So, to conclude, in my experience, the more languages a child hears the better. If he/she picks something up that's nice. Why not learn another language? I imagine it depends on the child as well. some children may learn a foreign language much easier than others, but then again, if you notice it's not too much for yopur child I would advise you to send your daughter to the public school where she'll learn quite a lot.

Kobe


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Jenny Forbes  Identity Verified
Local time: 06:26
Member (2006)
French to English
+ ...
The younger the better Sep 19, 2008

In my (limited) experience, very young children have an astonishing capacity to learn several languages at once, picking them up naturally by hearing them and repeating them, which is by far the best way, and not muddling them up. I used to teach French and Spanish in a British school, and the younger pupils were always the quickest to learn.
When I was about 7 my mother took me with her to Holland to stay with friends for about 3 weeks and, apparently, I learned to speak and understand quite a bit of Dutch that I had never studied at all by playing with the family's children - now all forgotten, alas.
I'm sure your daughter (the child of linguists, after all) will manage three languages very well - and the younger she starts, the better.
Have you read Steven Pinker's fascinating book "The Language Instinct"? He posits that the human brain is adapted instinctively to learn languages when very young, but that this capacity declines quickly after the age of about 7 or 8, as I remember. Anyway, do read it.
Best wishes,
Jenny.


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Paul Peeraerts
Local time: 07:26
German to Dutch
+ ...
Don't worry Sep 19, 2008

Don't worry about "two many languages": I know a family where are children have been raised in 4 languages: Dutch (language of the society), Spanish (language spoken by the mother), Catalan (language spoken by the father) and Esperanto (language spoken between father and mother). And in school they had to learn French and English. They are almost fluent in 6 languages now.

The most important rule is: do not mix languages: e.g. the father always uses language A when he's alone with the children; always language B when he talks to his wife; mother always uses C etc. If you start mixing languages yourself, the children will get confused and won't speak well.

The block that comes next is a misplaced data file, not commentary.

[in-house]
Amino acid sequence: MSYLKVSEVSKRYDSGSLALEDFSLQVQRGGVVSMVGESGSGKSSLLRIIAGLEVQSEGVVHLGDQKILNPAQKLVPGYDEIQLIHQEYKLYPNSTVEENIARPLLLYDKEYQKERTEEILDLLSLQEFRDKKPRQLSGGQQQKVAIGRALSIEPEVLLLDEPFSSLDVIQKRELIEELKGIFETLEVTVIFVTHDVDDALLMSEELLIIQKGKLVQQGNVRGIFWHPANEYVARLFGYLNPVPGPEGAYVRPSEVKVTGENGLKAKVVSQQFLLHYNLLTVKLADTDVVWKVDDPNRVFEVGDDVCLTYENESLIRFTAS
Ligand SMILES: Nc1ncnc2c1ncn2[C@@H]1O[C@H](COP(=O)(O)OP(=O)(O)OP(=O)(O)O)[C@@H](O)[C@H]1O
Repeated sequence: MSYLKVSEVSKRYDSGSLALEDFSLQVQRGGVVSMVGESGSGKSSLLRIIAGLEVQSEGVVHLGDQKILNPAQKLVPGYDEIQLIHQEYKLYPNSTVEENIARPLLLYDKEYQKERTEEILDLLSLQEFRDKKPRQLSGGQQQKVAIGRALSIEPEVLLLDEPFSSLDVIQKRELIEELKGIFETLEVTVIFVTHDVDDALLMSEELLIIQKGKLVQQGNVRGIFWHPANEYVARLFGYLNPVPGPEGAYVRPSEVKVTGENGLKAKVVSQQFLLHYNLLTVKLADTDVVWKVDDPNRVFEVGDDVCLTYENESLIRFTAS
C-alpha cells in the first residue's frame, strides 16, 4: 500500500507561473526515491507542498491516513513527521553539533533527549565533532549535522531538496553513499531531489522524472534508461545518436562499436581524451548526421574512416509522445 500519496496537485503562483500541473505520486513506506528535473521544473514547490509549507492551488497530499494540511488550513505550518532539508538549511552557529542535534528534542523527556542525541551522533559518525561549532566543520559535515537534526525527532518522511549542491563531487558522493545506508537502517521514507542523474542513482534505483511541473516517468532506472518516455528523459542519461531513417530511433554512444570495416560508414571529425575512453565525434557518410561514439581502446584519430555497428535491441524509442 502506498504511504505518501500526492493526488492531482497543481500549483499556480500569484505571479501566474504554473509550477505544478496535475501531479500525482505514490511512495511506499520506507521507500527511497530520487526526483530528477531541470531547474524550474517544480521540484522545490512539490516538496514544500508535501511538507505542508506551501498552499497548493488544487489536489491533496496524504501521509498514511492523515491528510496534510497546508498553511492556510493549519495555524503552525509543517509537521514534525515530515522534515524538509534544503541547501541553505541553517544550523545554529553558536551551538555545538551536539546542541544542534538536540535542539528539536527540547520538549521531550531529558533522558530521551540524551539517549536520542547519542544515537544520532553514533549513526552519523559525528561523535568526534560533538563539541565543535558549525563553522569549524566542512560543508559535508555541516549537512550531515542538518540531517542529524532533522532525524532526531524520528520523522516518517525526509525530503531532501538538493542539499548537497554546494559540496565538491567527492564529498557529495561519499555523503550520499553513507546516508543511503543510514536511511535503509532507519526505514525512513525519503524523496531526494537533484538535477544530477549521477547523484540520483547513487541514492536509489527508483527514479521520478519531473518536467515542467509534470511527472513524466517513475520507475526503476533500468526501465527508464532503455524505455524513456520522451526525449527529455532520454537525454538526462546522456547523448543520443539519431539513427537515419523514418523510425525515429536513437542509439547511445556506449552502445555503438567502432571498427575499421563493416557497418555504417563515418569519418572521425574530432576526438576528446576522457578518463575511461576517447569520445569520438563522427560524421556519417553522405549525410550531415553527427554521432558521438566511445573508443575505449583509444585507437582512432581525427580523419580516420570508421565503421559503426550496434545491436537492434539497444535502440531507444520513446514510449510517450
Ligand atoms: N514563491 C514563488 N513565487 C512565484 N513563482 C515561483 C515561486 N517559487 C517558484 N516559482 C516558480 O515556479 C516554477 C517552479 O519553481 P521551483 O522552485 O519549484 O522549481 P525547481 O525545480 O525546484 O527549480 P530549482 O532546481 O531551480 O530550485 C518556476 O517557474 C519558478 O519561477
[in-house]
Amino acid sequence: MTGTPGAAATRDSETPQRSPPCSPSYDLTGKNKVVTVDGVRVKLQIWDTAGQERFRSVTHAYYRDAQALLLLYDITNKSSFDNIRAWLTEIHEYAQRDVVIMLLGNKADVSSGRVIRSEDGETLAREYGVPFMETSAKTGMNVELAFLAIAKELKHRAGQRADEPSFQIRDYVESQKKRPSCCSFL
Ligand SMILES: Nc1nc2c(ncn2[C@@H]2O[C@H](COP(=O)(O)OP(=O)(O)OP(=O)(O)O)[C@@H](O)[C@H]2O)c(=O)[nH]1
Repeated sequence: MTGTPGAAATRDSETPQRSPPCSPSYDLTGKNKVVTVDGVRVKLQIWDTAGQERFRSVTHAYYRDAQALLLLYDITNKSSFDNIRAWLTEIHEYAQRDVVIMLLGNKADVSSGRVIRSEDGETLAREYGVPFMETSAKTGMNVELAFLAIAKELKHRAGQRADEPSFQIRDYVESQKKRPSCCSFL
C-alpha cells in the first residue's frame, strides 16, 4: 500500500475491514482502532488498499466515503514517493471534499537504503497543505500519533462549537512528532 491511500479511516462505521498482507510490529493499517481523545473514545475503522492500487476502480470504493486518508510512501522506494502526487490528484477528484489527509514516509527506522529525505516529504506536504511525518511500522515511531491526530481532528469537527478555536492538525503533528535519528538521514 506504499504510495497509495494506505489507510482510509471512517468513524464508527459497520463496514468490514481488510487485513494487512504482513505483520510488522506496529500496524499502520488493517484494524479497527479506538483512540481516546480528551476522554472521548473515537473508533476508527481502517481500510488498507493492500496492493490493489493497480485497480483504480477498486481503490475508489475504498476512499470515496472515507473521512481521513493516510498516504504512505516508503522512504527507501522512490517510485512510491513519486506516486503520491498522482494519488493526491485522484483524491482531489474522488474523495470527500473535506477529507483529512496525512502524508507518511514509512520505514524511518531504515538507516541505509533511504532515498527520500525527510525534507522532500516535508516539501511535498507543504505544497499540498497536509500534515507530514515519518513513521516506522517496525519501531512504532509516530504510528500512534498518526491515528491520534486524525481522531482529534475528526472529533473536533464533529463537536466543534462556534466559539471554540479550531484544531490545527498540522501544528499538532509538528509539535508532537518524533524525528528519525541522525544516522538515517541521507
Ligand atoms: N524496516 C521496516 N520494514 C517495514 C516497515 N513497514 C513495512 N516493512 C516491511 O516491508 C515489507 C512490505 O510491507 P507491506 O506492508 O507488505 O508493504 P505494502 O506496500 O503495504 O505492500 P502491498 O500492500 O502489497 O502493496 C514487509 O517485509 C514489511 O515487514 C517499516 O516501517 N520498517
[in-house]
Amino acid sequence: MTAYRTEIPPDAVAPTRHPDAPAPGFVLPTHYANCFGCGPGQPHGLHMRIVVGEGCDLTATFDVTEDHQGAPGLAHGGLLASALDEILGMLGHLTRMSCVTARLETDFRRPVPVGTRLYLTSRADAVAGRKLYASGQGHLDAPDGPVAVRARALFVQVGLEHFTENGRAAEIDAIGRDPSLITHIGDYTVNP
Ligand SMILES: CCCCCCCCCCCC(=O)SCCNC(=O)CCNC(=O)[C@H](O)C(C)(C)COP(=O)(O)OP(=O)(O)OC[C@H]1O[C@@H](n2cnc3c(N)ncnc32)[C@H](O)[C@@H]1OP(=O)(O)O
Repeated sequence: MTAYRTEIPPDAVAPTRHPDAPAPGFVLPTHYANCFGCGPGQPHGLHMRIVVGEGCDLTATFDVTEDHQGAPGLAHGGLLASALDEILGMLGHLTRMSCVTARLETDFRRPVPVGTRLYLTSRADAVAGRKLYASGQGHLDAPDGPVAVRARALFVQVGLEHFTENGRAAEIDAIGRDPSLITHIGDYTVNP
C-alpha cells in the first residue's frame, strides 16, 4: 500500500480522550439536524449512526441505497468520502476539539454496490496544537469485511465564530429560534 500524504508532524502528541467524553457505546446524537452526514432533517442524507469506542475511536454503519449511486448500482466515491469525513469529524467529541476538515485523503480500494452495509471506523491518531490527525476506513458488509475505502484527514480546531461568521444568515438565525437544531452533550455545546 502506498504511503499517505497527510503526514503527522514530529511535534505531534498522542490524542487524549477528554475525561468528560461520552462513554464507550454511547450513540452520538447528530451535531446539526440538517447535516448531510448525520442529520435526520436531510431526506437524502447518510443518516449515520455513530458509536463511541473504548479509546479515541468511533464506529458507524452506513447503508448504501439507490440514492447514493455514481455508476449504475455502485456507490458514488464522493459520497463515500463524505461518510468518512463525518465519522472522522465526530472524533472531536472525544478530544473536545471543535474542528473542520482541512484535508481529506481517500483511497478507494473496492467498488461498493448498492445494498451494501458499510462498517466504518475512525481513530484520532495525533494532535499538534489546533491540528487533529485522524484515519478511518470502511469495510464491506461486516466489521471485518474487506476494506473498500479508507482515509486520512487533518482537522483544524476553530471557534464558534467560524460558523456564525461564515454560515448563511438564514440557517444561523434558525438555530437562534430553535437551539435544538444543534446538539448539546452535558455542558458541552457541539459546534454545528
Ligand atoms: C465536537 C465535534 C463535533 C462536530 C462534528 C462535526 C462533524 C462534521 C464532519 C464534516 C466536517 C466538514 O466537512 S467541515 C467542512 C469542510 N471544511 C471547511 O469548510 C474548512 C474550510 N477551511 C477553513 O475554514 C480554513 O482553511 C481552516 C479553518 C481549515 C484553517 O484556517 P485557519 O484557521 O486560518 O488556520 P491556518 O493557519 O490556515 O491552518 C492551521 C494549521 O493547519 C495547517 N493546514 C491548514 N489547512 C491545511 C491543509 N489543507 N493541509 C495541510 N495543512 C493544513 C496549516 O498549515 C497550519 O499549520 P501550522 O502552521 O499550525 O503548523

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Sheila Wilson  Identity Verified
Spain
Local time: 06:26
Member (2007)
English
+ ...
Maybe in your situation it's not the best idea Sep 19, 2008

Veronica Durbaca wrote:
We are a bit reluctant to have her learn Luxembourgish since it is spoken by very few people


I agree with other posters that learning languages is no big deal for youg kids - it's retaining them that is difficult. My son was 7 when we arrived in the Netherlands, and by the time we left 3 years later he was happily nattering to his Dutch friends, even though he went to the French school and both parents are English. However, a few years later and living in France he had only just a couple of words of Dutch, mainly the food items he most enjoyed (for Dutch speakers: vla, oliebollen, poffertjes!).

The question I would ask in your own personal circumstances is - why bother to learn Luxembougish? Of course, if it's the only way your daughter can get a decent, affordable education, then put up with it - it'll do her no damage. Otherwise, try to get her into a school where the main language is a more useful one for her.


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Tomás Cano Binder, BA, CT  Identity Verified
Spain
Local time: 07:26
Member (2005)
English to Spanish
+ ...
Make sure they are awfully happy... Sep 19, 2008

My honest opinion? If you are concerned about their professional future and development in life, at this stage make sure that your children are tremendously happy, get lots of hugs and kisses, laugh a lot, play a lot with you and the rest of the family, and have some time to hang around doing nothing. Playing, growing as a happy person and enjoying frequent and BIG expresions of love to him/her is the best you can to for his/her intelligence, balance and professional and personal success in life.

Don't worry too much if your child does not speak everything perfectly at this stage. Let them be children for a while! They will have plenty of time in life to learn more languages and other things!


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Maricica W.  Identity Verified

English to Romanian
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TOPIC STARTER
You spoke my mind, Sheila Sep 19, 2008

As a linguist, I feel a bit guilty not exposing the child to every language spoken here. On the other hand, to what depth can one understand four cultures instead of one? What is the use of knowing many languages on the surface and miss the subtleties of all?
For me as a translator, it would be unprofessional to translate legal documents from 10 languages because it is obvious I have no chance of really knowing the terminology involved in all 10. Then, why should I apply a principle I don't believe in professionnally to the way my child is educated?

What I read on several other threads in this forum made me think about a couple of other things: